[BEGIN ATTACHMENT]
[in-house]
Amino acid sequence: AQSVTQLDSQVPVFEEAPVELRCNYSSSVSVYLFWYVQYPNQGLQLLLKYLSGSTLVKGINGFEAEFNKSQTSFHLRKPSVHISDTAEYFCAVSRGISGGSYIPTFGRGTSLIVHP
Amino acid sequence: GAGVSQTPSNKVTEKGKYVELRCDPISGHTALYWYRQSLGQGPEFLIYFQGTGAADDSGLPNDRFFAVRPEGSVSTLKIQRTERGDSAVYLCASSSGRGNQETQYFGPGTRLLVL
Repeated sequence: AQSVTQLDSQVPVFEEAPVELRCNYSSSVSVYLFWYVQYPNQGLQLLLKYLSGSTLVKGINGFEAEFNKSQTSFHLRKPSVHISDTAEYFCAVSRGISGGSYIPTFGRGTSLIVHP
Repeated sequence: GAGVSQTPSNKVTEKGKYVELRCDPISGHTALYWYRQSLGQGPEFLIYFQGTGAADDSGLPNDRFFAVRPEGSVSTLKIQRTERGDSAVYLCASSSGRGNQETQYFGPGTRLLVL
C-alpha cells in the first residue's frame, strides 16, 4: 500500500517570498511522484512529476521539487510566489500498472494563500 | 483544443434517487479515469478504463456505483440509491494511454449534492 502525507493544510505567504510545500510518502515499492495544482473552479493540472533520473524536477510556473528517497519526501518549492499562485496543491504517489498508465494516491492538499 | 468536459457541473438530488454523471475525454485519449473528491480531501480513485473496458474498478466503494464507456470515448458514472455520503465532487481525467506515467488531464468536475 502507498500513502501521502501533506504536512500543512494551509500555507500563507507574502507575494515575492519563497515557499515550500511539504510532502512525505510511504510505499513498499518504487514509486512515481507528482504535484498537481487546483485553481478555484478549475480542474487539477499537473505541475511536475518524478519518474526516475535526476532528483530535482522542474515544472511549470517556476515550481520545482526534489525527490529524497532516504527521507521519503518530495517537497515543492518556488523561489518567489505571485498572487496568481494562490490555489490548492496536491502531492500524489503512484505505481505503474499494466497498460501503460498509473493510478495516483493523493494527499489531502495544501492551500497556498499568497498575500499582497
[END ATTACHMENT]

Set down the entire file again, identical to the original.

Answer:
[in-house]
Amino acid sequence: AQSVTQLDSQVPVFEEAPVELRCNYSSSVSVYLFWYVQYPNQGLQLLLKYLSGSTLVKGINGFEAEFNKSQTSFHLRKPSVHISDTAEYFCAVSRGISGGSYIPTFGRGTSLIVHP
Amino acid sequence: GAGVSQTPSNKVTEKGKYVELRCDPISGHTALYWYRQSLGQGPEFLIYFQGTGAADDSGLPNDRFFAVRPEGSVSTLKIQRTERGDSAVYLCASSSGRGNQETQYFGPGTRLLVL
Repeated sequence: AQSVTQLDSQVPVFEEAPVELRCNYSSSVSVYLFWYVQYPNQGLQLLLKYLSGSTLVKGINGFEAEFNKSQTSFHLRKPSVHISDTAEYFCAVSRGISGGSYIPTFGRGTSLIVHP
Repeated sequence: GAGVSQTPSNKVTEKGKYVELRCDPISGHTALYWYRQSLGQGPEFLIYFQGTGAADDSGLPNDRFFAVRPEGSVSTLKIQRTERGDSAVYLCASSSGRGNQETQYFGPGTRLLVL
C-alpha cells in the first residue's frame, strides 16, 4: 500500500517570498511522484512529476521539487510566489500498472494563500 | 483544443434517487479515469478504463456505483440509491494511454449534492 502525507493544510505567504510545500510518502515499492495544482473552479493540472533520473524536477510556473528517497519526501518549492499562485496543491504517489498508465494516491492538499 | 468536459457541473438530488454523471475525454485519449473528491480531501480513485473496458474498478466503494464507456470515448458514472455520503465532487481525467506515467488531464468536475 502507498500513502501521502501533506504536512500543512494551509500555507500563507507574502507575494515575492519563497515557499515550500511539504510532502512525505510511504510505499513498499518504487514509486512515481507528482504535484498537481487546483485553481478555484478549475480542474487539477499537473505541475511536475518524478519518474526516475535526476532528483530535482522542474515544472511549470517556476515550481520545482526534489525527490529524497532516504527521507521519503518530495517537497515543492518556488523561489518567489505571485498572487496568481494562490490555489490548492496536491502531492500524489503512484505505481505503474499494466497498460501503460498509473493510478495516483493523493494527499489531502495544501492551500497556498499568497498575500499582497